So I tried to think of something the Dinosauricon had done that wasn’t being done better by something else. And I recalled the silhouettes. Every taxon page had a representational silhouette, made by myself or Frank DeNota. But instead of making hundreds of silhouettes, I just reused several dozen, since related dinosaurs mostly have similar silhouettes. (Except for those dang ceratopsids!) In doing this I had been inspired by a product from my childhood: Safari Cards. For those who’ve never heard of them, they were a series of collectible cards about animals, including a taxonomic organization system that used silhouettes as a visual key. Another inspiration was David Lambert’s A Field Guide to Dinosaurs, one of my favorite books from childhood.
A lot of people had reused Dinosauricon silhouettes in diagrams for presentations and classroom material. Silhouettes are a really common need for researchers and educators. So I thought, what if I were to chuck all those grandiose plans, and narrow the scope? A website with freely reusable silhouettes. That’s it. Nothing else. And, like the Dinosauricon, I wanted to make it possible to use the same silhouette for related taxa. By using a third-party resource for the taxonomy (uBio), I could even expand the taxonomic scope without too much extra effort — not just dinosaurs, but all life forms. Finally, I had a project I was able to complete!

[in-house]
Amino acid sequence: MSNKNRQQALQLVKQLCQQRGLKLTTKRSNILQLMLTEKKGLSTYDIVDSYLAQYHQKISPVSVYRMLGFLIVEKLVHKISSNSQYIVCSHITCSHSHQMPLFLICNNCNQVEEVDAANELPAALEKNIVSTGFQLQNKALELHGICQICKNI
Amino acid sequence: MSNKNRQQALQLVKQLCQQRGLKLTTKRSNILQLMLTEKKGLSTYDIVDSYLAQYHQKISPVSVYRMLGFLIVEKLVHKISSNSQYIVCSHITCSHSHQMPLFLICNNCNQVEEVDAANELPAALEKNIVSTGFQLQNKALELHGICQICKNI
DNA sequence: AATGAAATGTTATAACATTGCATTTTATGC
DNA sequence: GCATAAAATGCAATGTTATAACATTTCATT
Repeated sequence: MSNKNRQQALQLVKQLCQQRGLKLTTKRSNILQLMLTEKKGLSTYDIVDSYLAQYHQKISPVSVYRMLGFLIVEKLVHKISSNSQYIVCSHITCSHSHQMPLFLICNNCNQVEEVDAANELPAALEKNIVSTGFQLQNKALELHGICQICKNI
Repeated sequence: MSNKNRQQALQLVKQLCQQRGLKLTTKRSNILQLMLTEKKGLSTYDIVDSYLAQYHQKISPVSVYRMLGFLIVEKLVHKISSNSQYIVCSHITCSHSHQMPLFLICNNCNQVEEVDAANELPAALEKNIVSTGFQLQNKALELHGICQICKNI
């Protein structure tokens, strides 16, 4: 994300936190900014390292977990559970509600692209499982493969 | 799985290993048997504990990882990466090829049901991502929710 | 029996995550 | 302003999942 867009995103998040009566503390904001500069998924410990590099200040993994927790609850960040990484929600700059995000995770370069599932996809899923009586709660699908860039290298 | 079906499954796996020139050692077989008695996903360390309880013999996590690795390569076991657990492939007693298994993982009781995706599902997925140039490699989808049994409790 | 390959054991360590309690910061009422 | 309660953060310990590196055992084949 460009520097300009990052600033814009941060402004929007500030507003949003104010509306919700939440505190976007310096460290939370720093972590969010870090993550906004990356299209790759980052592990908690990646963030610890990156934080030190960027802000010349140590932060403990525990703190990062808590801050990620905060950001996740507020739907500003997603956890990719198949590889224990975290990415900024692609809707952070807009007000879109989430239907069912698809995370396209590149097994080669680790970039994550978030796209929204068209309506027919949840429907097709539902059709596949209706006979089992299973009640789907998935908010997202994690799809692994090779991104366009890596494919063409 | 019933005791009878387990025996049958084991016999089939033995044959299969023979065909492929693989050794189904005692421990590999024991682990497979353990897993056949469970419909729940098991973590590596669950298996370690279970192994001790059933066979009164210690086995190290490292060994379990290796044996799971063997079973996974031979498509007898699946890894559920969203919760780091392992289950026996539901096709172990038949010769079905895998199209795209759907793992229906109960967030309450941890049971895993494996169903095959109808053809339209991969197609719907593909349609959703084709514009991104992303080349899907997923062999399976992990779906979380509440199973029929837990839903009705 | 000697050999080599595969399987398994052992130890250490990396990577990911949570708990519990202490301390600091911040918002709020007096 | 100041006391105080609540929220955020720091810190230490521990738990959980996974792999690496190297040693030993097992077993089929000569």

What has been your favorite use of imagery from PhyloPic?
I think I’m still waiting for it. I mean, I’m ecstatic that a lot of researchers and educators are using PhyloPic silhouettes in their diagrams, and that developers have built tools that use the API. (If you use R, check out Scott Chamberlain’s rphylopic package. The Open Tree of Life also uses the API to grab silhouettes for its pages.) These are exactly the sorts of usage I had hoped for from the start.
But I haven’t seen designers or animators really latch onto it yet, except as silhouette contributors. I think there are opportunities to create amazing pieces using PhyloPic silhouettes, but I’m still waiting for someone to blow my mind with something I never thought of. In the meantime, though, I’m just glad that more and more people are finding it useful.